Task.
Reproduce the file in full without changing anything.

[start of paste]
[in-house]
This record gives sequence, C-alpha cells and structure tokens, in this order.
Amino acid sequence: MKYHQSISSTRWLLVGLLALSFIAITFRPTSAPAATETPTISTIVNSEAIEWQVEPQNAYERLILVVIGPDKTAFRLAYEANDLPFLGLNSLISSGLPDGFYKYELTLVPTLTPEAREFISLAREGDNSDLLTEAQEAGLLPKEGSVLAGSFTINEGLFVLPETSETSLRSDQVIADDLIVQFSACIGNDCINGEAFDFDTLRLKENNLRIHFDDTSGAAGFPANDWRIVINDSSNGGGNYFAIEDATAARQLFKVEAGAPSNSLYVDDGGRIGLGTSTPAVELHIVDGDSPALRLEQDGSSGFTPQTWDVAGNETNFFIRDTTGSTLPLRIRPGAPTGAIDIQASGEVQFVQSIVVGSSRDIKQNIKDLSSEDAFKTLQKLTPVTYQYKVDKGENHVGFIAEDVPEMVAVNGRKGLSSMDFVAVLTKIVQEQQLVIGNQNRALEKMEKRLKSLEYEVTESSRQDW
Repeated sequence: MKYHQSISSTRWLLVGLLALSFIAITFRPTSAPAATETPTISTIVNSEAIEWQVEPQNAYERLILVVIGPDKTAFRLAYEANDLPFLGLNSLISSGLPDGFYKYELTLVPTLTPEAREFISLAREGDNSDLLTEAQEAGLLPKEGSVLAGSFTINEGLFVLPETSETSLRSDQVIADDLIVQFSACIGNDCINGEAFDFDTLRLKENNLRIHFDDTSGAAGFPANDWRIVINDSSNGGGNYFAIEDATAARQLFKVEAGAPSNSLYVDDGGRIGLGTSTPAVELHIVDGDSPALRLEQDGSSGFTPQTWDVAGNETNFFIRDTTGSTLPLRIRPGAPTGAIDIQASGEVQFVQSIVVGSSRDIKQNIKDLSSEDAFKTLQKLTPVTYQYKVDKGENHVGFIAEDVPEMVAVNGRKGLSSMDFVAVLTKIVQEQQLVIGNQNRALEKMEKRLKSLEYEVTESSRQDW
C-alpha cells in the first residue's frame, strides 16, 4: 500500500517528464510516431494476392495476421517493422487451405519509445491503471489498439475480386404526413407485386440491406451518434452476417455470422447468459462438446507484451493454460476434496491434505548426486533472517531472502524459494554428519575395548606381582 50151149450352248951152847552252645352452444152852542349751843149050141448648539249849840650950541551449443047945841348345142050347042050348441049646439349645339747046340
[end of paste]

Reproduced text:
[in-house]
This record gives sequence, C-alpha cells and structure tokens, in this order.
Amino acid sequence: MKYHQSISSTRWLLVGLLALSFIAITFRPTSAPAATETPTISTIVNSEAIEWQVEPQNAYERLILVVIGPDKTAFRLAYEANDLPFLGLNSLISSGLPDGFYKYELTLVPTLTPEAREFISLAREGDNSDLLTEAQEAGLLPKEGSVLAGSFTINEGLFVLPETSETSLRSDQVIADDLIVQFSACIGNDCINGEAFDFDTLRLKENNLRIHFDDTSGAAGFPANDWRIVINDSSNGGGNYFAIEDATAARQLFKVEAGAPSNSLYVDDGGRIGLGTSTPAVELHIVDGDSPALRLEQDGSSGFTPQTWDVAGNETNFFIRDTTGSTLPLRIRPGAPTGAIDIQASGEVQFVQSIVVGSSRDIKQNIKDLSSEDAFKTLQKLTPVTYQYKVDKGENHVGFIAEDVPEMVAVNGRKGLSSMDFVAVLTKIVQEQQLVIGNQNRALEKMEKRLKSLEYEVTESSRQDW
Repeated sequence: MKYHQSISSTRWLLVGLLALSFIAITFRPTSAPAATETPTISTIVNSEAIEWQVEPQNAYERLILVVIGPDKTAFRLAYEANDLPFLGLNSLISSGLPDGFYKYELTLVPTLTPEAREFISLAREGDNSDLLTEAQEAGLLPKEGSVLAGSFTINEGLFVLPETSETSLRSDQVIADDLIVQFSACIGNDCINGEAFDFDTLRLKENNLRIHFDDTSGAAGFPANDWRIVINDSSNGGGNYFAIEDATAARQLFKVEAGAPSNSLYVDDGGRIGLGTSTPAVELHIVDGDSPALRLEQDGSSGFTPQTWDVAGNETNFFIRDTTGSTLPLRIRPGAPTGAIDIQASGEVQFVQSIVVGSSRDIKQNIKDLSSEDAFKTLQKLTPVTYQYKVDKGENHVGFIAEDVPEMVAVNGRKGLSSMDFVAVLTKIVQEQQLVIGNQNRALEKMEKRLKSLEYEVTESSRQDW
C-alpha cells in the first residue's frame, strides 16, 4: 500500500517528464510516431494476392495476421517493422487451405519509445491503471489498439475480386404526413407485386440491406451518434452476417455470422447468459462438446507484451493454460476434496491434505548426486533472517531472502524459494554428519575395548606381582 50151149450352248951152847552252645352452444152852542349751843149050141448648539249849840650950541551449443047945841348345142050347042050348441049646439349645339747046340